Concerning evolution and religion, the popular British biologist Richard Dawkins is a significant thinker. Especially his magnum opus The Ancestor’s Tale is a true masterpiece. So, many secularists came to assume that, given he is so clever on science and religion, he must also be right on other matters.
Yet, at least concerning politics, Dawkins is dead wrong.
In fact, he is wrong on politics in many ways. To start with, his methodology is wrong. Dawkins should use the same methodology that he uses in science to judge political questions, starting with actually reading what people say and what these questions are. He should read books on politics by actual experts and political scientists. He should make logical arguments on a strong empirical foundation. But he doesn’t.
Should scientists shut up about politics?
The philosopher Paul Craddick goes so far as to say that Dawkins is an important counter-example to the notion that we should listen to scientists on matters of politics which would intuitively seem like a good idea because they are used to applying the critical method. Craddick wrote a philosophical analysis of Dawkins’ article Bin Laden’s victory. His conclusion:
In the course of the piece, Dawkins repeatedly abuses language, erects straw men in place of his opponents, and generally avoids any truck with the serious arguments for the opposing view. Even if, qua scientist, Dawkins speaks with no particular authority, this is quite surprising in a man of undeniable intelligence and erudition.
Indeed, the belief that all purportedly objective moral values are necessarily rooted in the supernatural is one which, ironically, Dawkins shares with President Bush and nearly all religious people. And many religious people, especially religious fanatics, share with Dawkins the view that the purportedly objective moral values of other religions are no more than myths and verbal tricks to frighten believers into submission to the priests of false gods.
An atheist who makes that mistake is therefore likely to be especially alienated from morality. Such a person must construct, and distort, their moral view around the non-objectivity of all moral views, and their passion comes from the conviction that people who deem moral questions to be susceptible of true answers are the epitome of evil – indeed, the only evil. That fact that this stance is self-contradictory only serves to increase that passion.
Quite so. I’m actually not the one (as some think) who has fallen into the trap of the “good and evil dualism”. It is the ones who think that Bush would be somehow as bad as bin Laden or that there was no objective enough distinction between good and bad actions. Dawkins is stuck so far in this trap that he actually seems to consider Bush evil, a living conglomerate of all that Dawkins hates, “an idle nonentity; inarticulate, unintelligent, an ignorant hick”, as he writes.
The author of the precedent analysis of Dawkins’ letter to Bush was none other than David Deutsch, the famous quantum physicist and living proof that scientists are not inherently incapable of using their methodology on politics. David Deutsch also gave an answer to the Edge-question “What now?” in 2001, an answer that is absolutely brilliant and that I agree with entirely (which almost never happens). Here is an important extract:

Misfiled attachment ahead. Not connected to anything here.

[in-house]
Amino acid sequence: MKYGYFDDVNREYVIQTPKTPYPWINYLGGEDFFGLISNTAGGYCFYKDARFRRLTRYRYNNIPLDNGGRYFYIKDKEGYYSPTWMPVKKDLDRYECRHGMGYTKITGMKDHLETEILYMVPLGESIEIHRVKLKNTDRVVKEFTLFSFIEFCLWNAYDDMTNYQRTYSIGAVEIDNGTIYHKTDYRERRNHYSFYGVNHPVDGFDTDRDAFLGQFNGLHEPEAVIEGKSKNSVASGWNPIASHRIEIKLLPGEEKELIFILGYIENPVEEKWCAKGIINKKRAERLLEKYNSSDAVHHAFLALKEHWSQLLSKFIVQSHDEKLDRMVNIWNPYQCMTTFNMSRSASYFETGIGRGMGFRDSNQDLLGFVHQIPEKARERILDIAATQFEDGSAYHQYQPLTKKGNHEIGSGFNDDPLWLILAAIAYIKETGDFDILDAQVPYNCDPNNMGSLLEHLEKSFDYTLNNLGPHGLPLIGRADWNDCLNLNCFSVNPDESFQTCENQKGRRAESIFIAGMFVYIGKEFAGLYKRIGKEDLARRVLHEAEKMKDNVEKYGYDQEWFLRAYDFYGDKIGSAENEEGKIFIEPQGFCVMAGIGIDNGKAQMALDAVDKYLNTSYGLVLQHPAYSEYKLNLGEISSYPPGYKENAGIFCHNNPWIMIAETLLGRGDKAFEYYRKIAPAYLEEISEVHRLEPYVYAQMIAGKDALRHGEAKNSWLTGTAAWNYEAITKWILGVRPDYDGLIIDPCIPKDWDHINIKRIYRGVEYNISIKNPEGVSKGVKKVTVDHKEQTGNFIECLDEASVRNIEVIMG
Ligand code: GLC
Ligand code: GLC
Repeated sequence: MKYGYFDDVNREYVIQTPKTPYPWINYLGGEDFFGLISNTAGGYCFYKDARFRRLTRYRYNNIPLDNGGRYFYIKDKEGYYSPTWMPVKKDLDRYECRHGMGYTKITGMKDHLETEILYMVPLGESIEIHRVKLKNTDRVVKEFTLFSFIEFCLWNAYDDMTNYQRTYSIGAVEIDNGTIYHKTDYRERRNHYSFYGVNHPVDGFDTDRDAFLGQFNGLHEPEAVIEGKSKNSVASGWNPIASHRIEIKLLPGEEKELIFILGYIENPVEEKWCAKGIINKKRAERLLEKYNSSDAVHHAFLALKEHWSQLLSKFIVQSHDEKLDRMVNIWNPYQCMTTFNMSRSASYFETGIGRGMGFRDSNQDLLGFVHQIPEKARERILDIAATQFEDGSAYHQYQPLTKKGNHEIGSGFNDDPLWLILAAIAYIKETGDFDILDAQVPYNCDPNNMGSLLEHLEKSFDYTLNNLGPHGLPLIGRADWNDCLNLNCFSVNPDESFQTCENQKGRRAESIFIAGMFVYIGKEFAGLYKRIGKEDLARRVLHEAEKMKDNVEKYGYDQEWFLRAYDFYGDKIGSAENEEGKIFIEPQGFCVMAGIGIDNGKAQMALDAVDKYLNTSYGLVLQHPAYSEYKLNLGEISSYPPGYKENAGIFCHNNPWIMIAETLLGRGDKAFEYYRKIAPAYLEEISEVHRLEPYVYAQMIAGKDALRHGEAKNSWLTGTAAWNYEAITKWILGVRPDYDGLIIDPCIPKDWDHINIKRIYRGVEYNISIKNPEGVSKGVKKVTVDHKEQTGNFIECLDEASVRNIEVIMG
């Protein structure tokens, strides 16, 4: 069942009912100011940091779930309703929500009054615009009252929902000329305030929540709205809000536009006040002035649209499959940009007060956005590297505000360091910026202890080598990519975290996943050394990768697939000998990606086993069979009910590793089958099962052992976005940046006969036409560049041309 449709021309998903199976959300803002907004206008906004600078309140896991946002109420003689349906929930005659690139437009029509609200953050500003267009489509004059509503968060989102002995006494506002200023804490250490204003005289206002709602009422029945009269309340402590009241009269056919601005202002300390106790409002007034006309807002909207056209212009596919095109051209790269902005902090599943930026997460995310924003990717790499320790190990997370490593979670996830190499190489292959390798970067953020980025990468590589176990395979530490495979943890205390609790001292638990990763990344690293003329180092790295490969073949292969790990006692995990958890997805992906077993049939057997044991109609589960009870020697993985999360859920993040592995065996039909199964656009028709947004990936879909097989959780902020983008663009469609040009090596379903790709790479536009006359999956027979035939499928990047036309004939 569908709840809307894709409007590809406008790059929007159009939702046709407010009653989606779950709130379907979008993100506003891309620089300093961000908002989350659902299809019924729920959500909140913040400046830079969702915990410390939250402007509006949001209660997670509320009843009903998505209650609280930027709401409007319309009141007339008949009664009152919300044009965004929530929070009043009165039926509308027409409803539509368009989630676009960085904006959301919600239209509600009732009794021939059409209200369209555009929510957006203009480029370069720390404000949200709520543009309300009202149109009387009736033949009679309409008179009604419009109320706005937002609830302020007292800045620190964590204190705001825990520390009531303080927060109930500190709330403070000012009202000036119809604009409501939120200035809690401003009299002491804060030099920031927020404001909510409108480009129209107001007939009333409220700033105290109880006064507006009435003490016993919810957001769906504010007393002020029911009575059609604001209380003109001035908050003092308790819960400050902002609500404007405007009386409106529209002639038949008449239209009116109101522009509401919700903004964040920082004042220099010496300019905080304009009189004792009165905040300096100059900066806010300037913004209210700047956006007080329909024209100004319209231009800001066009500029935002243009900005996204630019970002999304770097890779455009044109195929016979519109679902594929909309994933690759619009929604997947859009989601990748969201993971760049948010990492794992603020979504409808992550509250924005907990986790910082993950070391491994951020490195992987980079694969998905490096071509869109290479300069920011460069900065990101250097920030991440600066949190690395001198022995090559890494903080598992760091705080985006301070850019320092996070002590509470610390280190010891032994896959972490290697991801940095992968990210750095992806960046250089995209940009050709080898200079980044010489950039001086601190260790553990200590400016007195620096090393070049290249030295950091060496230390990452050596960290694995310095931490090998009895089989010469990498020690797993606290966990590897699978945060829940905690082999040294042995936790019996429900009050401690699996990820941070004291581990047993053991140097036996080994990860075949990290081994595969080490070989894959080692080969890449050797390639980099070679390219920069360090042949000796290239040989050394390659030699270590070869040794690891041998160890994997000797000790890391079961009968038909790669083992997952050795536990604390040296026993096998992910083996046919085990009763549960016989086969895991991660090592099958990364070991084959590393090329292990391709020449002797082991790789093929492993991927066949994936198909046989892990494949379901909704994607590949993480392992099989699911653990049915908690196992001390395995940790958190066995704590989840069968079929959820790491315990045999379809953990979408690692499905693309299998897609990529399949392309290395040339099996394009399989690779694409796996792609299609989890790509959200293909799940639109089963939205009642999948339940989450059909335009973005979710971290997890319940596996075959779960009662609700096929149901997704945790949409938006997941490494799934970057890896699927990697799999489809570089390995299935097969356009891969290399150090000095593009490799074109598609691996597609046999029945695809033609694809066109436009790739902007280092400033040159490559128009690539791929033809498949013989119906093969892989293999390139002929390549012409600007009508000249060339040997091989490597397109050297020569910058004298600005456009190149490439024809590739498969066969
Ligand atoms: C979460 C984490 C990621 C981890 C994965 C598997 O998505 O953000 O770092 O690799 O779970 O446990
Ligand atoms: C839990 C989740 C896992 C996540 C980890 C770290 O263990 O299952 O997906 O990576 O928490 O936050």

People wring their hands and say that there must be “better ways of finding solutions” than warfare. Of course there are. We have already found them. The nations and people of the West use them all the time. They are openness, tolerance, reason, respect for human rights — the fundamental institutions of our civilisation. But no way of finding solutions is so effective that it can work when it isn’t being used.
And when a violent group defines itself by its comprehensive rejection of all the values on which problem-solving and the peaceful resolution of disputes depend, and embarks instead on a campaign of unlimited murder and destruction, it is morally wrong as well as factually inaccurate to represent this as a case of our needing “better ways of finding solutions”. That is why we have to insist, by force if necessary, that everyone else in the world also respect, and enforce, the minimum standards of civilisation and human rights. Western standards.
David Deutsch wrote an article on ethical realism (my ethics) that anticipated Sam Harris’ new book The Moral Landscape in 2002 – in fact, Deutsch even uses the term “moral landscape”. And in this article, he offers an important perspective yet again! I am positively enthusiastic about David Deutsch on politics and ethics. So, my answer is no, we should not ignore scientists on political issues. Just Richard Dawkins.
How Dawkins almost escaped Leftism
Dawkins once almost escaped his lefty illusions, as his first reactions to 9/11 attest. In his article Religion’s misguided missiles from September 15th, 2001 he wrote:
There is no doubt that the afterlife-obsessed suicidal brain really is a weapon of immense power and danger. It is comparable to a smart missile, and its guidance system is in many respects superior to the most sophisticated electronic brain that money can buy.
He almost joined my side on September 27th, 2001 when he made the following statement in his answer to the Edge-question “What now?”:
“The chips are down, and I suddenly know whose side I am on. A world without Islam, indeed a world from which all three Abrahamic religions had been lost, would not be an obviously worse world in which to live. .. But a world which had lost enlightened scientific reason (which is at its best in America, and not only because more resources are spent on it) would be impoverished beyond all telling. So I hope I shall not sound too corny if I want to stand up as a friend of America. Even (and it feels like pulling teeth to say so) Bush’s America.”
In his article Time to stand up from September he wrote:
“To blame Islam for what happened in New York is like blaming Christianity for the troubles in Northern Ireland!” Yes. Precisely. It is time to stop pussyfooting around. Time to get angry.
And he did get angry. He did get angry at the people who fought the terrorists he had earlier compared to computer guided missiles. A year later, in 2002, the British Independent asked all sorts of famous people who their heroes of the year were. Dawkins’ choices seem bizarre. He could have chosen anyone as a hero, even Mickey Mouse, the friendly duck from the river nearby, the Marshmallow Man, yet he chose Robert Fisk as the hero of 2002. I would have chosen George W. Bush, as did Independent columnist Bruce Anderson, who gave the following reasons: